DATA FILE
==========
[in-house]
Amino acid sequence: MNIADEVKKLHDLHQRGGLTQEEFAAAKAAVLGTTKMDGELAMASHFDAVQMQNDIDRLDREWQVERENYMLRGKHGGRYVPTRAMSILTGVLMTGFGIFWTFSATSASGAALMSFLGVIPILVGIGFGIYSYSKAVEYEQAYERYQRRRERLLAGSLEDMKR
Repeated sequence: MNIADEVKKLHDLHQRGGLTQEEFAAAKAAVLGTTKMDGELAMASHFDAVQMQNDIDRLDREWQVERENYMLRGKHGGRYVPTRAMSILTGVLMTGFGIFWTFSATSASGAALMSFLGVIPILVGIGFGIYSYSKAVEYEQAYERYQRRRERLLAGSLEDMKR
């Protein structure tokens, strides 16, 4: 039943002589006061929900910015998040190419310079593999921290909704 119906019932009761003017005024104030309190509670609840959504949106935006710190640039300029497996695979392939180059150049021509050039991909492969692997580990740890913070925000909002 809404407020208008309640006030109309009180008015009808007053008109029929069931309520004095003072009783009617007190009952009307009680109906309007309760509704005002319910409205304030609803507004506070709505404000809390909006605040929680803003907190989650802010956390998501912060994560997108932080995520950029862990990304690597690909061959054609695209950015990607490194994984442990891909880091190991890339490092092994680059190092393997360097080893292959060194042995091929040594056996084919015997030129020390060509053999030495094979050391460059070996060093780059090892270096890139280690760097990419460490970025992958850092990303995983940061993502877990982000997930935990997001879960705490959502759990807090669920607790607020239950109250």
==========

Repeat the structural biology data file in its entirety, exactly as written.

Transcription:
[in-house]
Amino acid sequence: MNIADEVKKLHDLHQRGGLTQEEFAAAKAAVLGTTKMDGELAMASHFDAVQMQNDIDRLDREWQVERENYMLRGKHGGRYVPTRAMSILTGVLMTGFGIFWTFSATSASGAALMSFLGVIPILVGIGFGIYSYSKAVEYEQAYERYQRRRERLLAGSLEDMKR
Repeated sequence: MNIADEVKKLHDLHQRGGLTQEEFAAAKAAVLGTTKMDGELAMASHFDAVQMQNDIDRLDREWQVERENYMLRGKHGGRYVPTRAMSILTGVLMTGFGIFWTFSATSASGAALMSFLGVIPILVGIGFGIYSYSKAVEYEQAYERYQRRRERLLAGSLEDMKR
């Protein structure tokens, strides 16, 4: 039943002589006061929900910015998040190419310079593999921290909704 119906019932009761003017005024104030309190509670609840959504949106935006710190640039300029497996695979392939180059150049021509050039991909492969692997580990740890913070925000909002 809404407020208008309640006030109309009180008015009808007053008109029929069931309520004095003072009783009617007190009952009307009680109906309007309760509704005002319910409205304030609803507004506070709505404000809390909006605040929680803003907190989650802010956390998501912060994560997108932080995520950029862990990304690597690909061959054609695209950015990607490194994984442990891909880091190991890339490092092994680059190092393997360097080893292959060194042995091929040594056996084919015997030129020390060509053999030495094979050391460059070996060093780059090892270096890139280690760097990419460490970025992958850092990303995983940061993502877990982000997930935990997001879960705490959502759990807090669920607790607020239950109250």